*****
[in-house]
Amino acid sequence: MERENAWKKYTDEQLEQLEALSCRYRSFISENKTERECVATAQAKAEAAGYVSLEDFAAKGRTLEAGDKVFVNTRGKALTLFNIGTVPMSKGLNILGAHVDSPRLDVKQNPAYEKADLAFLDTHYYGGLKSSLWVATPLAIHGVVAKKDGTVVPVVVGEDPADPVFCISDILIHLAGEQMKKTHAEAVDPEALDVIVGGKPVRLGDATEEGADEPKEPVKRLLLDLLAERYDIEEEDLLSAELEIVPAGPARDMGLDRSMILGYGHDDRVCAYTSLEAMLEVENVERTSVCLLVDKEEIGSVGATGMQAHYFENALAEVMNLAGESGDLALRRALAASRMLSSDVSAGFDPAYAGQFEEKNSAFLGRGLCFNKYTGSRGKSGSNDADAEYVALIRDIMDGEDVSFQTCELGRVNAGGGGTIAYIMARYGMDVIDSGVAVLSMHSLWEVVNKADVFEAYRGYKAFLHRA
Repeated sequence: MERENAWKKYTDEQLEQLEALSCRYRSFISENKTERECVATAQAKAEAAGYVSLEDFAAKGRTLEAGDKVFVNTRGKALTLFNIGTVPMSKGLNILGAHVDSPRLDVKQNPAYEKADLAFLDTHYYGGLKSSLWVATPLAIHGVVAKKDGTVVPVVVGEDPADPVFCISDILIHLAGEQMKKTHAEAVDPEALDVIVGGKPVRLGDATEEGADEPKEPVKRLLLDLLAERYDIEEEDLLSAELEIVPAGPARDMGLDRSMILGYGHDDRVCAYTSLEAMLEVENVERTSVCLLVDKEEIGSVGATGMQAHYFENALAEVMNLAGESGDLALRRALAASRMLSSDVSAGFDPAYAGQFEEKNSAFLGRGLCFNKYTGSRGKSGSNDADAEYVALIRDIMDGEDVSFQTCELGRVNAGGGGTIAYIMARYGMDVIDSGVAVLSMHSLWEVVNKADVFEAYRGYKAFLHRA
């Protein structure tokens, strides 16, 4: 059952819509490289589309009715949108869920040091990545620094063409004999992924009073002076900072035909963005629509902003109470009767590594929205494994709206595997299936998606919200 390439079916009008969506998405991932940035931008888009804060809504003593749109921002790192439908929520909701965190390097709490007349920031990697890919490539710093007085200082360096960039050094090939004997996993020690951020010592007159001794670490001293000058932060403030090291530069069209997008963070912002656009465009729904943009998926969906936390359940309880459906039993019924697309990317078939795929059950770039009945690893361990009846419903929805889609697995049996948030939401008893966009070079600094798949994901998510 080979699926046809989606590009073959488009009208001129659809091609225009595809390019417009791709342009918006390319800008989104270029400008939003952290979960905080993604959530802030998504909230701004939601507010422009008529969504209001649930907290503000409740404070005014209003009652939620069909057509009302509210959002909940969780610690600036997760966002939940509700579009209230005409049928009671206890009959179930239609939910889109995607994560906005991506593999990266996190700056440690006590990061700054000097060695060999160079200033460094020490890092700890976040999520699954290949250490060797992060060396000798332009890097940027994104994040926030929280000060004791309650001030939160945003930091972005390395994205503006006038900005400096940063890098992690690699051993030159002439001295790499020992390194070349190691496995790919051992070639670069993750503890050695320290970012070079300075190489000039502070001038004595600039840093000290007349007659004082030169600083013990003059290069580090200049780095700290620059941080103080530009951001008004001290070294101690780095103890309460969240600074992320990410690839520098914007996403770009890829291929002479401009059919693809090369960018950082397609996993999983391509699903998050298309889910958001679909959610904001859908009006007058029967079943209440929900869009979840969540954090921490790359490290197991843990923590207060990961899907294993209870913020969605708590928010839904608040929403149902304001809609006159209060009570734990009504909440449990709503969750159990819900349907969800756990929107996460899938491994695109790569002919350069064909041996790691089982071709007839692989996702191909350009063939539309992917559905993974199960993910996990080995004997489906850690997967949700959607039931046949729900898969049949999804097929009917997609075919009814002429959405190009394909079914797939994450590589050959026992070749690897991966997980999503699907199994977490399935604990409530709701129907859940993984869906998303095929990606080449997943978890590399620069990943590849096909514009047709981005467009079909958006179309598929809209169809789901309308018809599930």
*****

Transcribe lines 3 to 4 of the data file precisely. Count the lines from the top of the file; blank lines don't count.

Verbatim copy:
Repeated sequence: MERENAWKKYTDEQLEQLEALSCRYRSFISENKTERECVATAQAKAEAAGYVSLEDFAAKGRTLEAGDKVFVNTRGKALTLFNIGTVPMSKGLNILGAHVDSPRLDVKQNPAYEKADLAFLDTHYYGGLKSSLWVATPLAIHGVVAKKDGTVVPVVVGEDPADPVFCISDILIHLAGEQMKKTHAEAVDPEALDVIVGGKPVRLGDATEEGADEPKEPVKRLLLDLLAERYDIEEEDLLSAELEIVPAGPARDMGLDRSMILGYGHDDRVCAYTSLEAMLEVENVERTSVCLLVDKEEIGSVGATGMQAHYFENALAEVMNLAGESGDLALRRALAASRMLSSDVSAGFDPAYAGQFEEKNSAFLGRGLCFNKYTGSRGKSGSNDADAEYVALIRDIMDGEDVSFQTCELGRVNAGGGGTIAYIMARYGMDVIDSGVAVLSMHSLWEVVNKADVFEAYRGYKAFLHRA
């Protein structure tokens, strides 16, 4: 059952819509490289589309009715949108869920040091990545620094063409004999992924009073002076900072035909963005629509902003109470009767590594929205494994709206595997299936998606919200 390439079916009008969506998405991932940035931008888009804060809504003593749109921002790192439908929520909701965190390097709490007349920031990697890919490539710093007085200082360096960039050094090939004997996993020690951020010592007159001794670490001293000058932060403030090291530069069209997008963070912002656009465009729904943009998926969906936390359940309880459906039993019924697309990317078939795929059950770039009945690893361990009846419903929805889609697995049996948030939401008893966009070079600094798949994901998510 080979699926046809989606590009073959488009009208001129659809091609225009595809390019417009791709342009918006390319800008989104270029400008939003952290979960905080993604959530802030998504909230701004939601507010422009008529969504209001649930907290503000409740404070005014209003009652939620069909057509009302509210959002909940969780610690600036997760966002939940509700579009209230005409049928009671206890009959179930239609939910889109995607994560906005991506593999990266996190700056440690006590990061700054000097060695060999160079200033460094020490890092700890976040999520699954290949250490060797992060060396000798332009890097940027994104994040926030929280000060004791309650001030939160945003930091972005390395994205503006006038900005400096940063890098992690690699051993030159002439001295790499020992390194070349190691496995790919051992070639670069993750503890050695320290970012070079300075190489000039502070001038004595600039840093000290007349007659004082030169600083013990003059290069580090200049780095700290620059941080103080530009951001008004001290070294101690780095103890309460969240600074992320990410690839520098914007996403770009890829291929002479401009059919693809090369960018950082397609996993999983391509699903998050298309889910958001679909959610904001859908009006007058029967079943209440929900869009979840969540954090921490790359490290197991843990923590207060990961899907294993209870913020969605708590928010839904608040929403149902304001809609006159209060009570734990009504909440449990709503969750159990819900349907969800756990929107996460899938491994695109790569002919350069064909041996790691089982071709007839692989996702191909350009063939539309992917559905993974199960993910996990080995004997489906850690997967949700959607039931046949729900898969049949999804097929009917997609075919009814002429959405190009394909079914797939994450590589050959026992070749690897991966997980999503699907199994977490399935604990409530709701129907859940993984869906998303095929990606080449997943978890590399620069990943590849096909514009047709981005467009079909958006179309598929809209169809789901309308018809599930």